Brady hit once every 8.5 attempts since mid 07

Discussion in 'NFL Football Forum' started by PatsFanSince74, Sep 9, 2009.

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  1. PatsFanSince74

    PatsFanSince74 Supporter Supporter

    This is an interesting article (link below), using stats to make a point that has been made without stats often both in the media and here. What's your take on it? We've been spending a lot of time here, rightly so, on the Seymour trade, but TB is the man.

    Referring to the games beginning with the Eagles game in 2007 up to and including the hit in the Chiefs game last year, the article observes “He’s getting sacked about once every 20 attempts.... That’s borderline for safety. And then he’s been hit another 25 or 30 times. He’s getting significant contact once every 8.5 times he drops back. That can’t continue."

    The article suggests that this isn't on the O line, but rather on how teams have decided to defense the Pats. Whatever the cause, the odds of injury, whether minor (like the Haynesworth hit) or major (like the knee), go up. Suggests to me that the running game and backfield passes will become more important this year.

    (BTW. If someone disagrees with the articles' stats, please give us a source that can help us refute them rather than just saying "they're wrong.")

    Curran: Brady?s back ? how do Pats keep it that way? - NFL-
  2. Box_O_Rocks

    Box_O_Rocks Supporter Supporter

    Wow, the end of that article was so depressing. We're dooooomed. :cool:
  3. Patspsycho

    Patspsycho Veteran Starter w/Big Long Term Deal

    I read this article too and thought it brought up a valid point.

    There was a thread somewhere in here that talked about how we would defend against an increased number of blitzes as teams try to go after what they perceive to be the weakness in the Pats offense, collapsing the pocket.

    But the blitz is what Brady feeds on, so that is not really the issue here. The issue here is that I believe they will focus on trying to collapse the pocket asap, by sending pressure up the middle.

    It will be interesting to see how the Patriots counter this, perhaps with more max protect sets.
  4. Jimke

    Jimke In the Starting Line-Up

    This is part of the reason Baker was signed and Matthews acquired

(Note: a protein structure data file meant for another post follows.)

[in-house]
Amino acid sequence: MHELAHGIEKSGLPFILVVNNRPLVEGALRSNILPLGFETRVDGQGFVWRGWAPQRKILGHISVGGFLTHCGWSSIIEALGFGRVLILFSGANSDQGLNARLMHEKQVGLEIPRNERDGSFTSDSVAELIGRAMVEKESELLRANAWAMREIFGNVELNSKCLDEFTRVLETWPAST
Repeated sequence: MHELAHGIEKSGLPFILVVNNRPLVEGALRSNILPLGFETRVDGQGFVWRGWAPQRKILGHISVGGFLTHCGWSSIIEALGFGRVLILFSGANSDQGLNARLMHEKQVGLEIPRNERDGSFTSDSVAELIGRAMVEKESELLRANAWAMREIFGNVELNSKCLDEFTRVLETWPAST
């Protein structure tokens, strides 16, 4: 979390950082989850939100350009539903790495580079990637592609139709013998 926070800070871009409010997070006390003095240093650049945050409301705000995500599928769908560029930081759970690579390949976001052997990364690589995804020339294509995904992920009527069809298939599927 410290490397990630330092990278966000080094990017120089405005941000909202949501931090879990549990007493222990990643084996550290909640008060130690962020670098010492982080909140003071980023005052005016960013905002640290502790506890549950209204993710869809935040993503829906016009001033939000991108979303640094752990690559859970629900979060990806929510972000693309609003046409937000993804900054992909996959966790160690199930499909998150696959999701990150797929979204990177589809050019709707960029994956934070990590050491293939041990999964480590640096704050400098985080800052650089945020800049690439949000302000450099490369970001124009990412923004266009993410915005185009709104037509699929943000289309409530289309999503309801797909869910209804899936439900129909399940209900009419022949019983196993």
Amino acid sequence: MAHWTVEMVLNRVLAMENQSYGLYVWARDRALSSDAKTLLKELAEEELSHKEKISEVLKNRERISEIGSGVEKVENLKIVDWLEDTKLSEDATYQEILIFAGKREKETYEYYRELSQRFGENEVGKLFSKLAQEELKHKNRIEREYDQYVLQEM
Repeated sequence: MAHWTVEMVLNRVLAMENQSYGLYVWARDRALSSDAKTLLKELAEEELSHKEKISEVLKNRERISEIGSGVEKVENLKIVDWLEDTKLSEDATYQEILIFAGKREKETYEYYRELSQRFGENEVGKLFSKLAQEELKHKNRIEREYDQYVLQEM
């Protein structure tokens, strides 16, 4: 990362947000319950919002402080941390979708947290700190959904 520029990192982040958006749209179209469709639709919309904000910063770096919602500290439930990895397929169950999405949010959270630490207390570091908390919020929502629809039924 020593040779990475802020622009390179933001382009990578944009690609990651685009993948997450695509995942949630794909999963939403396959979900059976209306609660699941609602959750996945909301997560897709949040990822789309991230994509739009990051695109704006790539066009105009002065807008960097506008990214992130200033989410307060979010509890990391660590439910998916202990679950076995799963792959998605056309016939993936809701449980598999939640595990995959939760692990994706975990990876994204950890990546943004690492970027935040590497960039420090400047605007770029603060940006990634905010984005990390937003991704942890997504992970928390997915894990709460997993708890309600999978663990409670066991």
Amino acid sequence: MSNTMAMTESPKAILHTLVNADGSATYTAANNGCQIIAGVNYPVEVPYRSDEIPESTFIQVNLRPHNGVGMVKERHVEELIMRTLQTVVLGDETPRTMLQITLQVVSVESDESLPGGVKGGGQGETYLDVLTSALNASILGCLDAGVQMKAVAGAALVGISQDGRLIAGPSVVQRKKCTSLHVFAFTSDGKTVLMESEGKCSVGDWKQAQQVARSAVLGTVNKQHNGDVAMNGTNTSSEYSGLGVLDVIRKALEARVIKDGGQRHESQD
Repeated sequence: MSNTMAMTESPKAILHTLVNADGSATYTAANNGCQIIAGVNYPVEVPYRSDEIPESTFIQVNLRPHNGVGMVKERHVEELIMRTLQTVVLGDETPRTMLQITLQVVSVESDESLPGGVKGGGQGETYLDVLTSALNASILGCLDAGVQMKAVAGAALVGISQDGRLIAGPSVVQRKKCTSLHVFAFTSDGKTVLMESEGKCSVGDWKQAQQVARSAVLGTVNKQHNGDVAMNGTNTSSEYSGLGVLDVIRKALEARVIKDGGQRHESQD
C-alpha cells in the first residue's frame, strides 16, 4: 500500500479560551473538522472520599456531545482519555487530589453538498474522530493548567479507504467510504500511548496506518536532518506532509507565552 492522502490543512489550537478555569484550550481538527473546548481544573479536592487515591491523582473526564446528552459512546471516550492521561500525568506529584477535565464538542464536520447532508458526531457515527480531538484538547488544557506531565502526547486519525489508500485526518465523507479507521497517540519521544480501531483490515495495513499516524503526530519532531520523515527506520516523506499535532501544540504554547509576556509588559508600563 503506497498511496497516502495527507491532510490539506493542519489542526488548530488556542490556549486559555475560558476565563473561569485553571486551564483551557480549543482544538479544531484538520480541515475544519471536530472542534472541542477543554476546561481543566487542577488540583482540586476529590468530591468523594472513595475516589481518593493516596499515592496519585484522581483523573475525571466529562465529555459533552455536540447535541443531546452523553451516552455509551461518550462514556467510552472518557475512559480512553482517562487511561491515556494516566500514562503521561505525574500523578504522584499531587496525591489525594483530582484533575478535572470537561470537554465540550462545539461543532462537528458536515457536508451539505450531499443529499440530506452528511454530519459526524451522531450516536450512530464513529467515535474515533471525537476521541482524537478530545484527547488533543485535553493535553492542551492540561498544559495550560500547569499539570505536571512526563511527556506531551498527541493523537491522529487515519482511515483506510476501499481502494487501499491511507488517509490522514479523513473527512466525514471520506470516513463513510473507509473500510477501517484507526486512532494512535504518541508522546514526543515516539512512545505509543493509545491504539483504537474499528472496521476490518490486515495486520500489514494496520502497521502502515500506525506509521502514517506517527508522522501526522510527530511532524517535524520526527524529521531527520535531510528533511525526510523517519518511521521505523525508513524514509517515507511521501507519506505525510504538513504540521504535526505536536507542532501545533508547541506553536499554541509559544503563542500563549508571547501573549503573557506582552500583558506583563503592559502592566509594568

in a trade.
  5. MoLewisrocks

    MoLewisrocks Supporter Supporter

    That was a tremendously insightful piece. Who says you can't get anything meaningful out of BB and this team. And stats aside he does get hit too much and it does have to stop if he's gonna be here for another 10 years (or so...). Glad BB realizes that. And from some of his recent comments it would appear Tommy realizes that too. Now all that's left is to figure out the best way to accomplish that while still winning games.
  6. Box_O_Rocks

    Box_O_Rocks Supporter Supporter

    And why there was a 100% turnover of interior OL reserves, and may be why there are so many on the roster to start the season.
  7. Rob0729

    Rob0729 Supporter Supporter

    #12 Jersey

    A part of the reason Brady gets hit so much is because of Brady. Brady is willing to sacrifice himself to hold onto the ball for an extra second or two to allow the receiver get open. There are many times he holds onto the ball forever with great protection, but even great protection can work so long.

    It is part of what makes Brady great, but there is a risk to it.
  8. patsfan13

    patsfan13 Hall of Fame Poster Supporter

    Also liked the comments by BB about Brady, look at their prep.

    No wonder Daniels being around TFB wasn't thrilled by Cutler's attitude.
  9. patchick

    patchick Moderatrix Staff Member Supporter

    #50 Jersey

    I don't understand how an article can just toss out stats like those without giving you league averages, or at least comparisons to other elite QBs, to compare with. Without any context, I have absolutely no idea how to interpret those numbers.
  10. Box_O_Rocks

    Box_O_Rocks Supporter Supporter

    Nitpicker, this isn't about stats, it's about horsepower, deadhorsepower. :snob:
  11. DaBruinz

    DaBruinz Pats, B's, Sox Supporter

    #50 Jersey

    How can one refute stats (hits taken by a QB) that aren't even official? They do not definie what a HIT is. The ESPN article that Maverick used to erroneously lambaste McDaniels, ignored sacks and didn't define what a hit was considered either.

    While Curran and Kirwin mention the 19 sacks in those 10 games, what they don't mention is that Neal wasn't playing for in 4 of those games and in 2 more, he played less than half the game. One of the games that he played less than half was the SB and the Pats got schooled because they didn't recognize the stunts or couldn't break free to pick up the stunting DE.

    Any article that hangs its hat on stats it refuses to define is not an article worth the Cyberspace its inhabiting.

    In all honesty, Brady gets hit too much after he's gotten rid of the ball and the Refs let it go because he just bounces back up ususally. There really needs to be a better point of emphasis on hitting the QB late because it will cost this league QBs.

    Also, it should be noted that Curran and Kirwan erroneously attribute the increase in the blitzing of Brady to Jim Johnson. What they fail to remember is that Johnson actually attributed it to Romeo Crennel and the Browns.
  12. Rob0729